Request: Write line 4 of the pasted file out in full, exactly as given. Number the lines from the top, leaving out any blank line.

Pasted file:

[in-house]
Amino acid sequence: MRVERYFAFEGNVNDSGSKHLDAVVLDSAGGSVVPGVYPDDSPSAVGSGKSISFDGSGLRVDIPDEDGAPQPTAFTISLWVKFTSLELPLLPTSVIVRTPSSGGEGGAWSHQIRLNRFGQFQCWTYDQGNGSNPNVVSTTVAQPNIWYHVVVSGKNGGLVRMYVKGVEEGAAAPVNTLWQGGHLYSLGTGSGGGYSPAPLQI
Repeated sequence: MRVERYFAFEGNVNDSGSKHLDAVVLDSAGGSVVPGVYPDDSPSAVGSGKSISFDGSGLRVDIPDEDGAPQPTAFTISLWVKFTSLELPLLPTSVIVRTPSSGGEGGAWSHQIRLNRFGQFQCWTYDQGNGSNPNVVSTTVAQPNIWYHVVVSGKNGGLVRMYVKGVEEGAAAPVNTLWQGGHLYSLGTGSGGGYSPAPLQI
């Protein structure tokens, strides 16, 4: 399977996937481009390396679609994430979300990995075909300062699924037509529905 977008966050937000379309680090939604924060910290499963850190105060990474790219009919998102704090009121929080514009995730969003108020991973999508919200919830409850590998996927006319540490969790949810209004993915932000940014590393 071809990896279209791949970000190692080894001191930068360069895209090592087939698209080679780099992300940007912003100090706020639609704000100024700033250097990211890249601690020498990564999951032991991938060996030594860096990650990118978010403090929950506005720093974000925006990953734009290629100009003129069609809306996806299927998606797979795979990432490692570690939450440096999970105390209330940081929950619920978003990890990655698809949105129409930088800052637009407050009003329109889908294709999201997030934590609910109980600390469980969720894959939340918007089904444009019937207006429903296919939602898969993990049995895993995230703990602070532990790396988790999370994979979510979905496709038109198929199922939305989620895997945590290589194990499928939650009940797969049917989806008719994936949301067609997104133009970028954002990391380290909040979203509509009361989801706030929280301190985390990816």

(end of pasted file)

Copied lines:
């Protein structure tokens, strides 16, 4: 399977996937481009390396679609994430979300990995075909300062699924037509529905 977008966050937000379309680090939604924060910290499963850190105060990474790219009919998102704090009121929080514009995730969003108020991973999508919200919830409850590998996927006319540490969790949810209004993915932000940014590393 071809990896279209791949970000190692080894001191930068360069895209090592087939698209080679780099992300940007912003100090706020639609704000100024700033250097990211890249601690020498990564999951032991991938060996030594860096990650990118978010403090929950506005720093974000925006990953734009290629100009003129069609809306996806299927998606797979795979990432490692570690939450440096999970105390209330940081929950619920978003990890990655698809949105129409930088800052637009407050009003329109889908294709999201997030934590609910109980600390469980969720894959939340918007089904444009019937207006429903296919939602898969993990049995895993995230703990602070532990790396988790999370994979979510979905496709038109198929199922939305989620895997945590290589194990499928939650009940797969049917989806008719994936949301067609997104133009970028954002990391380290909040979203509509009361989801706030929280301190985390990816």